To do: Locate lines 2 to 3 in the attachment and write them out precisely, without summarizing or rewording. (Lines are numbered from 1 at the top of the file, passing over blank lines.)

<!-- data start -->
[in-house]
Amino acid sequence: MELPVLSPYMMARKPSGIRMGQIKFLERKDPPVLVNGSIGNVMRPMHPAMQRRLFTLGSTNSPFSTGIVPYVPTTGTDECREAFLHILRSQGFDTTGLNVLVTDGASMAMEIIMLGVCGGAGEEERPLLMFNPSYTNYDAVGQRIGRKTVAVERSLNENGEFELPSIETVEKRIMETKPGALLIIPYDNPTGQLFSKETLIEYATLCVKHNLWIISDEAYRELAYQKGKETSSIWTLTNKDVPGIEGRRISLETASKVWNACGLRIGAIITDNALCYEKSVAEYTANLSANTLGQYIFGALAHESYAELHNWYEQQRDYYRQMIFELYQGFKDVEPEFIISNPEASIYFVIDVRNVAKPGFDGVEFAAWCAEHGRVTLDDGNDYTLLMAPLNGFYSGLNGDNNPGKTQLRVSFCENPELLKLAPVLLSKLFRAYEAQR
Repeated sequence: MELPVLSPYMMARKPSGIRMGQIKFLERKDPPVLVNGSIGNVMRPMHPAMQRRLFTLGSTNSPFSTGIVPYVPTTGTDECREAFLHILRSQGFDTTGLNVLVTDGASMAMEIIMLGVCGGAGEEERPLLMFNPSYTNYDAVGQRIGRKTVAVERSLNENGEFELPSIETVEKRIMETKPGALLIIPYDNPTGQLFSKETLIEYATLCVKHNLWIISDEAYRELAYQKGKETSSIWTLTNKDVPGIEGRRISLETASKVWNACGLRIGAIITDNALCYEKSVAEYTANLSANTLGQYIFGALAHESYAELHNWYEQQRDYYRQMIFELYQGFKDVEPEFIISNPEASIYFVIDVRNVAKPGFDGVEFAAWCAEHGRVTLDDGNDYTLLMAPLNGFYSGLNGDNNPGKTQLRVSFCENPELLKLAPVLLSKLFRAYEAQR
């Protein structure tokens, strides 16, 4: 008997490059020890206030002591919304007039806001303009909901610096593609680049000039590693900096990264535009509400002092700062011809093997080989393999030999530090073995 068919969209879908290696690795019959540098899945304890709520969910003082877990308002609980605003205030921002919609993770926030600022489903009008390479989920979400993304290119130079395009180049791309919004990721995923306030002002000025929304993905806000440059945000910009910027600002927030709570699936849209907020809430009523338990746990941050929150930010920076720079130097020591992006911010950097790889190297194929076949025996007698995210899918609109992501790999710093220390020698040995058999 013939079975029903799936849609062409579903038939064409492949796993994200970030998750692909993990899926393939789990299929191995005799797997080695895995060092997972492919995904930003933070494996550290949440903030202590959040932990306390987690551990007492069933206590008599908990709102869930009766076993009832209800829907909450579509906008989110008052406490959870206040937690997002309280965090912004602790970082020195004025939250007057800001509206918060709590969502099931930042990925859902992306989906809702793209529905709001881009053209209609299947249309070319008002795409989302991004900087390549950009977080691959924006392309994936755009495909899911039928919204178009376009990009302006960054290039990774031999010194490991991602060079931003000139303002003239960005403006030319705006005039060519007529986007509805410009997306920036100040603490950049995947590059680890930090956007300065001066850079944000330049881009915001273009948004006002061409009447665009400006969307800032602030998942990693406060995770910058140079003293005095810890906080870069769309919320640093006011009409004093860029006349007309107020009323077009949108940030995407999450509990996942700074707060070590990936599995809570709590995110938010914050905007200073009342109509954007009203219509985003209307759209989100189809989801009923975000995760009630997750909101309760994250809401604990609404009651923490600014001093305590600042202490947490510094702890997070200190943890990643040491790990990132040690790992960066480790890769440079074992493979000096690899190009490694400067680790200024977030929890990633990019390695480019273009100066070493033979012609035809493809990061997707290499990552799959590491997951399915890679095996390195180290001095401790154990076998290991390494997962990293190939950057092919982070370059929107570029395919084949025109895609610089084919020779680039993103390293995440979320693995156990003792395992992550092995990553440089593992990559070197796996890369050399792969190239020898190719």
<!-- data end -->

Amino acid sequence: MELPVLSPYMMARKPSGIRMGQIKFLERKDPPVLVNGSIGNVMRPMHPAMQRRLFTLGSTNSPFSTGIVPYVPTTGTDECREAFLHILRSQGFDTTGLNVLVTDGASMAMEIIMLGVCGGAGEEERPLLMFNPSYTNYDAVGQRIGRKTVAVERSLNENGEFELPSIETVEKRIMETKPGALLIIPYDNPTGQLFSKETLIEYATLCVKHNLWIISDEAYRELAYQKGKETSSIWTLTNKDVPGIEGRRISLETASKVWNACGLRIGAIITDNALCYEKSVAEYTANLSANTLGQYIFGALAHESYAELHNWYEQQRDYYRQMIFELYQGFKDVEPEFIISNPEASIYFVIDVRNVAKPGFDGVEFAAWCAEHGRVTLDDGNDYTLLMAPLNGFYSGLNGDNNPGKTQLRVSFCENPELLKLAPVLLSKLFRAYEAQR
Repeated sequence: MELPVLSPYMMARKPSGIRMGQIKFLERKDPPVLVNGSIGNVMRPMHPAMQRRLFTLGSTNSPFSTGIVPYVPTTGTDECREAFLHILRSQGFDTTGLNVLVTDGASMAMEIIMLGVCGGAGEEERPLLMFNPSYTNYDAVGQRIGRKTVAVERSLNENGEFELPSIETVEKRIMETKPGALLIIPYDNPTGQLFSKETLIEYATLCVKHNLWIISDEAYRELAYQKGKETSSIWTLTNKDVPGIEGRRISLETASKVWNACGLRIGAIITDNALCYEKSVAEYTANLSANTLGQYIFGALAHESYAELHNWYEQQRDYYRQMIFELYQGFKDVEPEFIISNPEASIYFVIDVRNVAKPGFDGVEFAAWCAEHGRVTLDDGNDYTLLMAPLNGFYSGLNGDNNPGKTQLRVSFCENPELLKLAPVLLSKLFRAYEAQR